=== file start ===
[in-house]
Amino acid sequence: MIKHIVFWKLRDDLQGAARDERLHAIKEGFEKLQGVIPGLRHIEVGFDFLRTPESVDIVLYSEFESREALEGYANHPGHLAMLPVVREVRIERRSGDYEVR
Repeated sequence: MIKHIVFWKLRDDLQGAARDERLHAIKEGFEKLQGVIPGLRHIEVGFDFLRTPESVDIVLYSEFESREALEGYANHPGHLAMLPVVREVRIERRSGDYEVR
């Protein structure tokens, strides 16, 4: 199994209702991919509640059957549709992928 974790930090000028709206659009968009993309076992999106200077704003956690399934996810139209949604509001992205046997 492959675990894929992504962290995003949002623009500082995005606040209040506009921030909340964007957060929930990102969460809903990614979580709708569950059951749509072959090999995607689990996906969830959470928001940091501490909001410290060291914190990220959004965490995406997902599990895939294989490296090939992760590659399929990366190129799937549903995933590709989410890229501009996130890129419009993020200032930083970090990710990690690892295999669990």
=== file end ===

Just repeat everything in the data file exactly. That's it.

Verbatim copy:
[in-house]
Amino acid sequence: MIKHIVFWKLRDDLQGAARDERLHAIKEGFEKLQGVIPGLRHIEVGFDFLRTPESVDIVLYSEFESREALEGYANHPGHLAMLPVVREVRIERRSGDYEVR
Repeated sequence: MIKHIVFWKLRDDLQGAARDERLHAIKEGFEKLQGVIPGLRHIEVGFDFLRTPESVDIVLYSEFESREALEGYANHPGHLAMLPVVREVRIERRSGDYEVR
């Protein structure tokens, strides 16, 4: 199994209702991919509640059957549709992928 974790930090000028709206659009968009993309076992999106200077704003956690399934996810139209949604509001992205046997 492959675990894929992504962290995003949002623009500082995005606040209040506009921030909340964007957060929930990102969460809903990614979580709708569950059951749509072959090999995607689990996906969830959470928001940091501490909001410290060291914190990220959004965490995406997902599990895939294989490296090939992760590659399929990366190129799937549903995933590709989410890229501009996130890129419009993020200032930083970090990710990690690892295999669990």